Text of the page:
from The American Heritage® Dictionary of the English Language, 4th Edition
- adj. That cannot be dissolved: insoluble matter.
- adj. Difficult or impossible to solve or explain; insolvable: insoluble riddles.
from Wiktionary, Creative Commons Attribution/Share-Alike License
- adj. that cannot be dissolved
- adj. that cannot be solved; insolvable
- adj. that cannot be explained; mysterious or inexplicable
from the GNU version of the Collaborative International Dictionary of English
- adj. Not soluble; in capable or difficult of being dissolved, as by a liquid.
- adj. Not to be solved or explained; insolvable.
- adj. Strong.
from The Century Dictionary and Cyclopedia
- That cannot be loosed or undone.
- Not soluble; incapable of being dissolved.
- Incapable of being solved or explained; not susceptible of solution or explanation.
- n. A thing which is insoluble; a problem that cannot be solved.
from WordNet 3.0 Copyright 2006 by Princeton University. All rights reserved.
- adj. admitting of no solution or explanation
- adj. (of a substance) incapable of being dissolved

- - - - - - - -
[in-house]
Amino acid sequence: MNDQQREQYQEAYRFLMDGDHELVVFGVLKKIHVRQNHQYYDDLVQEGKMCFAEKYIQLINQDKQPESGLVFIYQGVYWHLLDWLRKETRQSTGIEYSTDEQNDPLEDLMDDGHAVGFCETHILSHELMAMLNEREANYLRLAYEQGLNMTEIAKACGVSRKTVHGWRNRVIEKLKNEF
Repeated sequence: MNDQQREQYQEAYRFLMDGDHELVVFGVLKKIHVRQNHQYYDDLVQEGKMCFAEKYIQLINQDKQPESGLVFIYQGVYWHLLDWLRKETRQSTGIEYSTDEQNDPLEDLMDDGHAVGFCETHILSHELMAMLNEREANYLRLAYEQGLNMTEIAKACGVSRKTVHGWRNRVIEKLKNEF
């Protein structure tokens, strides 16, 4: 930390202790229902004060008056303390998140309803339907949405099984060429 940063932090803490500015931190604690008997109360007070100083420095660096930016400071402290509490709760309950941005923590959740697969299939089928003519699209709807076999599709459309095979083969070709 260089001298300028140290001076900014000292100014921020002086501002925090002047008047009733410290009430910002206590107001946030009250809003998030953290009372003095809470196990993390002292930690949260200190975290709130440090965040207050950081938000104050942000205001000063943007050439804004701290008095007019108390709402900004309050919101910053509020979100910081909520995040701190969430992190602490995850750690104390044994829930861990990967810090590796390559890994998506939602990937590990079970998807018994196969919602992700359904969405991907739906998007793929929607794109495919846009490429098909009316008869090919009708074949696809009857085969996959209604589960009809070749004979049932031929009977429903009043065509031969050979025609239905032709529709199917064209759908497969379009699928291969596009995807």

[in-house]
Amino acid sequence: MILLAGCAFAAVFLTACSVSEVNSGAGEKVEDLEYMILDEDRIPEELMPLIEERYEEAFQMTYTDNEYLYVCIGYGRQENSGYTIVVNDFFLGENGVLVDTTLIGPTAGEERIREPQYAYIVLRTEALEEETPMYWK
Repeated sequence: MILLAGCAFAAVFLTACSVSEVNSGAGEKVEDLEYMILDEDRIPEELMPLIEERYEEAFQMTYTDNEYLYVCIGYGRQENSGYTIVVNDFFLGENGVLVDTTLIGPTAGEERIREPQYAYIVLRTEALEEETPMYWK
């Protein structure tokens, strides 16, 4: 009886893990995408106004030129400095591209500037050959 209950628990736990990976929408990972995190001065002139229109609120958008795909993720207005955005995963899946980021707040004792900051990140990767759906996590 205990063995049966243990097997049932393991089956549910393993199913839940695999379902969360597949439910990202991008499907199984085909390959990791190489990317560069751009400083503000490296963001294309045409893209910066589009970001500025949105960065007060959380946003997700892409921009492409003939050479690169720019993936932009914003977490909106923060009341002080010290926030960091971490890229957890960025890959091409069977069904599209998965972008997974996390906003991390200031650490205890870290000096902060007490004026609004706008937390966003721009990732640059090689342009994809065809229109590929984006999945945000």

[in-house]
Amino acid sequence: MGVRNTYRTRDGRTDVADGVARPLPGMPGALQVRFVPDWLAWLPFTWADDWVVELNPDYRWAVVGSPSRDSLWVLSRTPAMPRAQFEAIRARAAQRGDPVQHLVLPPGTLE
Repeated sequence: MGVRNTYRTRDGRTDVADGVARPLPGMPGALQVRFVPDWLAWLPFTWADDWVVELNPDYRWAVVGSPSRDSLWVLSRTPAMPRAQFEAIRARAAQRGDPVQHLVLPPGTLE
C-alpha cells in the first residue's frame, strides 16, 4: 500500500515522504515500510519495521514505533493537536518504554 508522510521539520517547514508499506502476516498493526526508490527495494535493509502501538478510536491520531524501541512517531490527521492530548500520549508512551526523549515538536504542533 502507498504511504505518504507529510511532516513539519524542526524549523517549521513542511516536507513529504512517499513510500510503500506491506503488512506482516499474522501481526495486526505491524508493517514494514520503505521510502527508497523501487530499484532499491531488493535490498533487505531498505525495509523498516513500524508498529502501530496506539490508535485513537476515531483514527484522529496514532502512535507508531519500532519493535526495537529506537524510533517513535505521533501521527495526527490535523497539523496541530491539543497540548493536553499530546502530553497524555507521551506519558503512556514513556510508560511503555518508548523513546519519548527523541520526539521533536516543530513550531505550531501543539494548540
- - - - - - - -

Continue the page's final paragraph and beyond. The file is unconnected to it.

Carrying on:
- adj. without hope of solution
The insoluble form or gun-cotton is entirely _insoluble_ in nitro-glycerine.
Those which we call insoluble generally differ from the rest only in degree.
For transparent colored bottles, instead of sponge, the perfumers use what they call insoluble crystal salts (sulphate of potass).
The foods that contain insoluble fiber foods are almost all plants, Dr. Sheth said, because humans haven't evolved the enzymes necessary to break down some plant cell walls.
Old World was hopelessly entangled in insoluble problems.
Carbonate of lime, itself, in the forms we have mentioned, is commonly called insoluble in water.
Richard Lavenham, an English contemporary of Wyclif, perhaps put the prevailing optimism best (Spade 1975, p. 93; Heytesbury 1979, p. Just as the bond of love is sometimes called insoluble, not because it can in no way be untied (sit solubilis) but because it can be untied [only] with difficulty, so a proposition is sometimes called insoluble, not because it is not solvable but because it is solvable [only] with difficulty.
The main reason for fritting is to make glaze materials insoluble, which is possible if the frit materials are mixed in the right proportion.
The fluid from which they have been precipitated contains two substances, crenic and apocrenic acids, while the soil still retains what has been called insoluble humus.
As far as the manufacture of explosive bodies is concerned, the two forms of nitro-cellulose used and manufactured are gun-cotton or the hexa - nitrate (once regarded as tri-nitro-cellulose), which is also known as insoluble gun-cotton, and the soluble form of gun-cotton, which is also known as collodion, and consists of a mixture of several of the lower nitrates.